U.S. Senator Johnson and USDA Officials Meet with South Dakota Ranchers
South Dakota Farmers Union members met with U.S. Sen. Tim Johnson, U.S. Department of Agriculture (USDA) Undersecretary for Farm and Foreign Agriculture Services Michael Scuse, SD Department of Agriculture Secretary Lucas Lentsch, USDA Natural Resources Conservation Service SD State Conservationist Jeff Zimprich, USDA Farm Service Agency SD State Executive Director Craig Schaunaman, and USDA Rural Development SD State Director Elsie Meeks in Scenic and Rapid City on Tuesday, October 22.
“It is imperative that our elected and appointed officials fully realize the impact that this October blizzard has had on our ranchers and rural communities in South Dakota,” said South Dakota Farmers Union President Doug Sombke. “We need their leadership in South Dakota and Washington DC to pass a farm bill and provide vital resources to our ranchers.”
Sen. Johnson invited USDA Undersecretary for Farm and Foreign Agriculture Services Michael Scuse to South Dakota and organized the meetings in both Scenic and Rapid City. The meeting in Rapid City took part with the South Dakota Farmers Union, South Dakota Stockgrowers Association, and the South Dakota Cattlemen’s Association. The topics that continually came up were the lack of a farm bill and the government shutdown that further disrupted recovery efforts during this natural disaster.
“If a farm bill had passed last year before it originally expired,these ranchers would be applying to the Livestock Indemnity Program right now,”said Sombke. But because of the lack of leadership and action in the House, the farm bill did not pass, there is no Livestock Indemnity Program, the government shut down during this disaster, closing Farm Service Agency offices in these areas, and now our ranchers are suffering, not because of their own doing, but the failure of government.”
Both versions of the farm bill that passed the Senate and House include the Livestock Indemnity Program that is intended to assist producers in times of natural disaster. The Senate passed farm bill would pay eligible producers at a rate of 65 percent of market value, while the House passed farm bill would pay eligible producers at a rate of 75 percent.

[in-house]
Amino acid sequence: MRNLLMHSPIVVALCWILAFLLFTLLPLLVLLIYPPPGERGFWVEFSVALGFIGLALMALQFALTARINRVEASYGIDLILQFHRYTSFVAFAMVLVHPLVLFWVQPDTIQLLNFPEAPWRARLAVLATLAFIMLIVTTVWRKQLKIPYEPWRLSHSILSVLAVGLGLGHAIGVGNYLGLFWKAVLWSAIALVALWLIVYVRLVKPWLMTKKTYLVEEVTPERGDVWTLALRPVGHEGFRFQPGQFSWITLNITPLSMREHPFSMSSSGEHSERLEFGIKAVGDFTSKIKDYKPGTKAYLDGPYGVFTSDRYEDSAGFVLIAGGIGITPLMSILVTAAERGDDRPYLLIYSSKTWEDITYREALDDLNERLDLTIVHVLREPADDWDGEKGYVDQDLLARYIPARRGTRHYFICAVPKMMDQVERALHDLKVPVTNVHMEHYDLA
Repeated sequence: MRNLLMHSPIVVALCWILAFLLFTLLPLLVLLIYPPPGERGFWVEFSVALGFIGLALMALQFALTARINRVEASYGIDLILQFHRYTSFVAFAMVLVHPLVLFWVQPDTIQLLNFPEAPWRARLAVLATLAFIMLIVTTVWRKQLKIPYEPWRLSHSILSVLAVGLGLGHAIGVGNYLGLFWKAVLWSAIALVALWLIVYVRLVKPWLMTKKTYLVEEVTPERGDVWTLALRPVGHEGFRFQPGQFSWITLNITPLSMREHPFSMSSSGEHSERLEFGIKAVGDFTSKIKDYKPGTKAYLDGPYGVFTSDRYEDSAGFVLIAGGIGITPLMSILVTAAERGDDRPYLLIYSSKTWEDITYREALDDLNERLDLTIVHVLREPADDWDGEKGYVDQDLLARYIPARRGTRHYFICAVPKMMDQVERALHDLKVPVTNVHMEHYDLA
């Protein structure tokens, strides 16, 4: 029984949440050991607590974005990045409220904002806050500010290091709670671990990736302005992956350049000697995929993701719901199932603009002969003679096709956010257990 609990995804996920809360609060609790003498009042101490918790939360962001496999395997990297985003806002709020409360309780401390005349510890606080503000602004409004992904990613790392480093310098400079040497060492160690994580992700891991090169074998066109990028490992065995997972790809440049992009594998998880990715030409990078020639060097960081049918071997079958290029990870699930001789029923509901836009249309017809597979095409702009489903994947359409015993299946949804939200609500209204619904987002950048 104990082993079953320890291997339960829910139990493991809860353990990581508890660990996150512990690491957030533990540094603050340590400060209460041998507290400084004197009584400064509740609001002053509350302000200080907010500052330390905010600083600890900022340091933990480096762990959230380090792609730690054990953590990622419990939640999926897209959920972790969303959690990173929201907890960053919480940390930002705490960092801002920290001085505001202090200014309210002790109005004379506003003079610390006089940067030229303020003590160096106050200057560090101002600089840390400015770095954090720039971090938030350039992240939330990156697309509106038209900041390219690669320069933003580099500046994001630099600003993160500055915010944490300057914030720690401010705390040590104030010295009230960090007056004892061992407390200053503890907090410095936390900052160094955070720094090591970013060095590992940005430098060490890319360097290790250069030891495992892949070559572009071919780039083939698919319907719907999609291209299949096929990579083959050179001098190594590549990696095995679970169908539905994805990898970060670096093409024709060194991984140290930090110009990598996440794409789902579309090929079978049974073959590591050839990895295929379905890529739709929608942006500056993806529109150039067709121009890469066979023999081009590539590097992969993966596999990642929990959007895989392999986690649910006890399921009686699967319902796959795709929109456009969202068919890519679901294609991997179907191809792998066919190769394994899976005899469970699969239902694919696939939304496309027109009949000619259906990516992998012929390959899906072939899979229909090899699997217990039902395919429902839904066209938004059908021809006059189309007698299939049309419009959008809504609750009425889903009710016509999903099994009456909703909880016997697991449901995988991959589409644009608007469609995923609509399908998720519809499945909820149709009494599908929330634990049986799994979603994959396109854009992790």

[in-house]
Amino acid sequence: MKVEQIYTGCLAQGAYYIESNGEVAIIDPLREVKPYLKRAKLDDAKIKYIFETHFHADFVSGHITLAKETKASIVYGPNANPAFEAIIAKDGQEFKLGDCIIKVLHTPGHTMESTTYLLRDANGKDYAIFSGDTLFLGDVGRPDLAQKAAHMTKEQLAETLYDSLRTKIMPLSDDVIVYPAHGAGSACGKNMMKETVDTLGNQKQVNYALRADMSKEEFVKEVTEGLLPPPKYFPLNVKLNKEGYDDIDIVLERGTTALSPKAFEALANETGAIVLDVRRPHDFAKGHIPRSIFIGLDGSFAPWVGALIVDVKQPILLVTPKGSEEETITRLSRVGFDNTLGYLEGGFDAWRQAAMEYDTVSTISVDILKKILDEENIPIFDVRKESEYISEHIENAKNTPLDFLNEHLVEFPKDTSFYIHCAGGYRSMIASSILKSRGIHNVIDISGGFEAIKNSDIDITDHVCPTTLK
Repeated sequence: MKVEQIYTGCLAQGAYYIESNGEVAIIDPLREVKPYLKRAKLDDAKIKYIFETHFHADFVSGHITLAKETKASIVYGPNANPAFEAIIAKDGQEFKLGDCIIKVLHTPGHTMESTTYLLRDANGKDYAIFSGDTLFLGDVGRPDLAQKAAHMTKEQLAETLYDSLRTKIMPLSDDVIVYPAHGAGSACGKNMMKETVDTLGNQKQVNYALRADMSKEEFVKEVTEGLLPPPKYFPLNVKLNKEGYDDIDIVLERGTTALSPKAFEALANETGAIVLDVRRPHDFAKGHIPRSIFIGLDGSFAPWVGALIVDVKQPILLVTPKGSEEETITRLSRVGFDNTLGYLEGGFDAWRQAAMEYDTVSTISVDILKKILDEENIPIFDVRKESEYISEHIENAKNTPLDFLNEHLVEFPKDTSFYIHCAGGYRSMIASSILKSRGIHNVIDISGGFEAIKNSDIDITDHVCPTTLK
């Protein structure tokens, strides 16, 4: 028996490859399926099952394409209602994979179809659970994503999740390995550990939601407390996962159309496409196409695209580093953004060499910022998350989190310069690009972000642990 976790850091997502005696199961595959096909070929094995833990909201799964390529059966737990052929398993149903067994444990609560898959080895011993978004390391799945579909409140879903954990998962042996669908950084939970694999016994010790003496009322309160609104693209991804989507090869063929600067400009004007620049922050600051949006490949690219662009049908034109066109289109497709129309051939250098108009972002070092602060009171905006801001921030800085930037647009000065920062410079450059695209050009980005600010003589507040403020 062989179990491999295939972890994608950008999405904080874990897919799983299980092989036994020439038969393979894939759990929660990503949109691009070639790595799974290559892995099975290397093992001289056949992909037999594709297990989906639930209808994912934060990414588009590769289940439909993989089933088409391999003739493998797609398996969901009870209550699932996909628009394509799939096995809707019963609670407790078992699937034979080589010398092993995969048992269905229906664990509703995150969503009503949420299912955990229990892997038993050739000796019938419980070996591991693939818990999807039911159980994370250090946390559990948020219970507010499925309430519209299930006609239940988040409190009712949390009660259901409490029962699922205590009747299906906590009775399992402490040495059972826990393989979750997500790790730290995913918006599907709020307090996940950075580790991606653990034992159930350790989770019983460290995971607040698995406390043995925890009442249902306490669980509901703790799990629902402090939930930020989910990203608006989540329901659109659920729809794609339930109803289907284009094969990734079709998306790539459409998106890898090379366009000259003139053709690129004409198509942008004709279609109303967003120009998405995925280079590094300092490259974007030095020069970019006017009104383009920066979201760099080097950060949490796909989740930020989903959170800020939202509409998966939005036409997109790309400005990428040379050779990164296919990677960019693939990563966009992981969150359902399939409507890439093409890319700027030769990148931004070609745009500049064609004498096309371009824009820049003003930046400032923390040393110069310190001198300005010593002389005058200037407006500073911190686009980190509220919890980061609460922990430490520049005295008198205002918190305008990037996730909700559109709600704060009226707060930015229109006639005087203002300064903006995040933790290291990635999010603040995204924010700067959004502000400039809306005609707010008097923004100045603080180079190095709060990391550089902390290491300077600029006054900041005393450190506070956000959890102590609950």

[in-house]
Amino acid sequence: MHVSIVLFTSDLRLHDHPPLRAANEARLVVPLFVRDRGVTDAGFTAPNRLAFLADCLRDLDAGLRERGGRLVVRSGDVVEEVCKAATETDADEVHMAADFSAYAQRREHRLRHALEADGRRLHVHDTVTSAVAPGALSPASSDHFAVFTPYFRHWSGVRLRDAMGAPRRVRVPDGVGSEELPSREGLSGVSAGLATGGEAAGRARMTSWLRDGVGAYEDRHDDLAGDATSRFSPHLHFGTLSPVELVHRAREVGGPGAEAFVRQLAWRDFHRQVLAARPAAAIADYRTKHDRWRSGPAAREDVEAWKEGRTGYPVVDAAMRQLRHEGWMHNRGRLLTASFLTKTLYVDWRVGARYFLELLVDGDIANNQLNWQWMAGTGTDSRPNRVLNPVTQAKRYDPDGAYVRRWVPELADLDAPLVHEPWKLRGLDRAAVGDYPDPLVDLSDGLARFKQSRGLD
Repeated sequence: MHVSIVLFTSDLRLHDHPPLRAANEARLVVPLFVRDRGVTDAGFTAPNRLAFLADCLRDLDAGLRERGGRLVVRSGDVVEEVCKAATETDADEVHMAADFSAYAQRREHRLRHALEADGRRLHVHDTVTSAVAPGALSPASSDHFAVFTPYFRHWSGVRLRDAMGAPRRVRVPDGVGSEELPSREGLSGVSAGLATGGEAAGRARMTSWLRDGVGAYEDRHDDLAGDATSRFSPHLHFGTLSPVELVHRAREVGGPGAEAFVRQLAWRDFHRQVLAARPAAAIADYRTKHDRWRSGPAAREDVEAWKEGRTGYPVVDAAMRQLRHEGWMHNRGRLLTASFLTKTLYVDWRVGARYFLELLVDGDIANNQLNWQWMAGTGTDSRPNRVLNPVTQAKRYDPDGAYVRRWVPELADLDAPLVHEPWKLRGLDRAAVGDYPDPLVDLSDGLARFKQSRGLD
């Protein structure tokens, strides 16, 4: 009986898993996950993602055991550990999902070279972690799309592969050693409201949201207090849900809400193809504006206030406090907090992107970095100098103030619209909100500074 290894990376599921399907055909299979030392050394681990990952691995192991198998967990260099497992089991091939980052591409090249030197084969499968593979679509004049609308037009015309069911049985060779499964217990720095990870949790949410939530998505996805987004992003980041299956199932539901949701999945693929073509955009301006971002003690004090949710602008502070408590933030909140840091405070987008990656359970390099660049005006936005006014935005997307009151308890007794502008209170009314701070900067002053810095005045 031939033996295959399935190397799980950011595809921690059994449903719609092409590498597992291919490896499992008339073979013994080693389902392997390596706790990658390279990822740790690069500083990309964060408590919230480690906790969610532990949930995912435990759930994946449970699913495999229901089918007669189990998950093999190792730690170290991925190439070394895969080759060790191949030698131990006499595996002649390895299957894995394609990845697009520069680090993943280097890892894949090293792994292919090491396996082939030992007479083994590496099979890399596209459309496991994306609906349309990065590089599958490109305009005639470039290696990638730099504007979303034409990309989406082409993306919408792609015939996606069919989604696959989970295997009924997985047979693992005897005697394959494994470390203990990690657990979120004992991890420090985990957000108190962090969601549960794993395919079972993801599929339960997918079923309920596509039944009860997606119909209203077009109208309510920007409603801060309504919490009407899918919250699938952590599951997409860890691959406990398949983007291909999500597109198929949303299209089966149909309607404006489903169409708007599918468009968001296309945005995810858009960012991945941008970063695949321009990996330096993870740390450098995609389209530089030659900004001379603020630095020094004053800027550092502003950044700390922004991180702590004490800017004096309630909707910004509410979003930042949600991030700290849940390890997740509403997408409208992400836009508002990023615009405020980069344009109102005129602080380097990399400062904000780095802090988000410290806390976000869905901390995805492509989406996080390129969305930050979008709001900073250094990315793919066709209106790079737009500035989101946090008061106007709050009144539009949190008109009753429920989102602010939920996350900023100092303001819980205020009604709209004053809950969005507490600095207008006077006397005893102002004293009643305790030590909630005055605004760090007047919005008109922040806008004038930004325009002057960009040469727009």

“The biggest misconception out here is that these producers did not properly attend to their livestock,” said Sombke. “I have raised livestock my entire life and the truth is that we have never seen a storm this early, with this much moisture, over such a short period of time. South Dakota’s ranchers care very deeply for their livestock and livelihood, we know that they did everything they could to protect their livestock.”
Farm Service Agency offices in South Dakota are currently collecting information about producer losses, hoping that Congress will pass a farm bill and the Livestock Indemnity Program will be swiftly implemented following passage.
“South Dakota’s ranchers are highly independent and do not receive any government subsidies,” Sombke said. “However, there is a time and place for government, and when disaster strikes, government has a role to play. South Dakota Farmers Union will continue to support South Dakota ranching families and their livelihoods.”